3. Really Paul? Attacking the joy of a 6 year old and his family at finding relief from a crippling incurable disease, this is a new low for your curmudgeon opinion on adult stem cell therapy. The testimonial video is easy to find on youtube under Celltex. This little boy was already the poster child spokesperson on JRA for the Arthritis Foundation, and gives an eloquent explanation of what he’s been through, and the amazing improvements stem cells have brought. Why don’t you offer any positive input, like how this could be the start of funding for trials to follow up this great case report with research to prove it out and make it available to all who are suffering.


    • Hi SammyJo,
      Thanks for your comment.

      I have no issue with the child patient or his family. In fact, I wish them the very best.

      My issue is with dubious stem cell clinics and now there’s this puzzling thing with the Arthritis Foundation being buddies with Celltex. My view is that is a negative thing for patients. I’m thinking you disagree with me.

      If laboratory grown adipose stem cells can be proven to really help juvenile arthritis I would be thrilled. But we are a very long way from that being a known reality.

      My opinion is that charging a kid and their family to be part of an experiment in Mexico to avoid the FDA and then using that as public relations material is concerning and important to discuss. If Celltex did it for free then a reasonable question is was that because they planned to use it for publicity? And again why is the Arthritis Foundation part of this dubious situation?
      There’s a lot to discuss here.
      Paul


          • How about “unvalidated.” Even if, hypothetically, the therapy is effective, there have been no objective clinical tests to confirm this.


            • Validated has that on/off problem that gets people worked up. In my field, CFD, if some theory/model is validated against measurements/calculations then we would indicate how well it is validated by determining the margin of error (relative to discretization error in the case of a calculation).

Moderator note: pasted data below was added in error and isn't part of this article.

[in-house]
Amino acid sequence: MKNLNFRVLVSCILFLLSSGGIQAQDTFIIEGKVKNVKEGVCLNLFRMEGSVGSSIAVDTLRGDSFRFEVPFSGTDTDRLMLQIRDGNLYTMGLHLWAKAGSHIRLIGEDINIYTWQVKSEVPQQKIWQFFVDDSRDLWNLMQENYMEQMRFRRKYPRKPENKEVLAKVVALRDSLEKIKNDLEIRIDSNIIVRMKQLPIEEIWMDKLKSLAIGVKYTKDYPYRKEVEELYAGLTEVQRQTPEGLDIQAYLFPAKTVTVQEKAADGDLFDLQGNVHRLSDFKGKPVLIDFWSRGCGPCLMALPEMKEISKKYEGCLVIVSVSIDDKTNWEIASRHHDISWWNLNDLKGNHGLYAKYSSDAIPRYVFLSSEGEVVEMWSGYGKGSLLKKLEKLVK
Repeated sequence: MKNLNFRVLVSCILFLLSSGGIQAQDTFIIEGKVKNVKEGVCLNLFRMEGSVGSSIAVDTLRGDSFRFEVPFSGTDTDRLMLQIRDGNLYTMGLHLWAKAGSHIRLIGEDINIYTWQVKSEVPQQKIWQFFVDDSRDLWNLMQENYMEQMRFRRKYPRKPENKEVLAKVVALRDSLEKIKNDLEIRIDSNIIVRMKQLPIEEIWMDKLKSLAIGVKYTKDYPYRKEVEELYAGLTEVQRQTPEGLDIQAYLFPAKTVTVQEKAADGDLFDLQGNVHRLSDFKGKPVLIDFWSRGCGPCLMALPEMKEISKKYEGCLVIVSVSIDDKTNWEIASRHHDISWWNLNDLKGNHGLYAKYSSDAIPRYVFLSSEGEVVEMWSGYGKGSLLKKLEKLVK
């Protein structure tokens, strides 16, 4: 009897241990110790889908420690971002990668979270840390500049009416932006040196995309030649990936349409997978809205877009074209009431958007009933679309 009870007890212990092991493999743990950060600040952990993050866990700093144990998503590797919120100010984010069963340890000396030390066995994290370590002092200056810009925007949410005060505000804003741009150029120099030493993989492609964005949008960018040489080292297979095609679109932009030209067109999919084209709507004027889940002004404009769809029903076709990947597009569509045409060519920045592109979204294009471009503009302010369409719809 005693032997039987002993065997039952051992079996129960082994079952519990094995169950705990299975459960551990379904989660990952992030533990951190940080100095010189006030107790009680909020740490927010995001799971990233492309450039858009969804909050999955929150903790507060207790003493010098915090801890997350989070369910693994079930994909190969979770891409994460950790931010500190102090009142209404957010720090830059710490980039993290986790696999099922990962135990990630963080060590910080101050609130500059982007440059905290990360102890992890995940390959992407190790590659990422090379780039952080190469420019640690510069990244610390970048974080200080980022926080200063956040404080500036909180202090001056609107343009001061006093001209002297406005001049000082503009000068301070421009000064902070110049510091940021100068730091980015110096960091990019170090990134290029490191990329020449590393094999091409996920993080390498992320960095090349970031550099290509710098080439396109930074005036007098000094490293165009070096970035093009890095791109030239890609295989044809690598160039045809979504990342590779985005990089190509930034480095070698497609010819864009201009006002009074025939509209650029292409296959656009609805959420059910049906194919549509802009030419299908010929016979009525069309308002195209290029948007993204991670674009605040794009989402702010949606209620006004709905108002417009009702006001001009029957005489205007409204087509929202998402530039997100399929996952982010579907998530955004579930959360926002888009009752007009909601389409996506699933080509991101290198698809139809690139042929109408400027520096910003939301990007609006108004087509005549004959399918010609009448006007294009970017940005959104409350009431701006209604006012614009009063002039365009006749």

That might be difficult in your field.

              Perhaps indicating the “level of evidence” would be a less inflamatory way of expressing ourselves? Of course, backing up “level of evidence” with a measure of error would be even better.

              I’d go further. Medical practitioners should inform their patient — or the patient should ask — about what the level of evidence is for any treatment that is suggested.

              If stem cell clinics included “level of evidence” on their websites, it might be helpful for everyone concerned.

              I declare that I have a certain bias for the “level of evidence concept”. It was a Canadian invention, after all.


    • Hi Sammy,
      It’s not that stem cells can’t give improvements to patients. It’s that this particular company does not operate in a safe and ethical manner. This is precisely why they cannot treat in the U.S. There are many stem cell companies operating within the U.S. with FDA approval and they are going through the clinical trial process. In cell therapy this is extremely important. Why would we want to circumvent this? The material may be contaminated with bacteria, mycoplasma , fungus… just recall what happened with the compounding pharmacies recently and the deaths surrounding that. At that time the FDA had no jurisdiction over them. They are working to change that. With out proper FDA oversight, Quality Assurance, Quality Control arms and outside independent audits a company like this cannot guarantee safety or efficacy. The companies money should be working toward a TRUE clinical trial like all other responsible cell therapy companies.. not finding loopholes and sponsoring with charitable foundations without an approved treatment. I have personally worked on many cell therapy products that were brought from R&D to commercialization.. and by comparison this is a very dubious method Celltex employs indeed.


  4. My understanding is that CellTex is using adipose stem cells to treat a wide range of diseases. While it is quite possible that sometimes they are doing something useful to relieve inflamation, the overall literature (as far as I can determine) suggests that bone marrow derived stem cells are better for regenerating cartilage and bone. A recent publication indicates why this is so. Apparently there is a population of stem cells within bone marrow that are destined to make cartilage and bone.
    http://www.ncbi.nlm.nih.gov/pubmed/25594183

    What matters is efficacy, safety, and the relative risks and benefits of alternative treatments — or doing nothing. Sometimes, doing nothing (because no treatment is approved) can also be very bad for your health. The FDA sets an “approved/unapproved” switch. The truth is almost always more nuanced. Just because something is not approved doesn’t mean that it has to be harmfull or totally useless.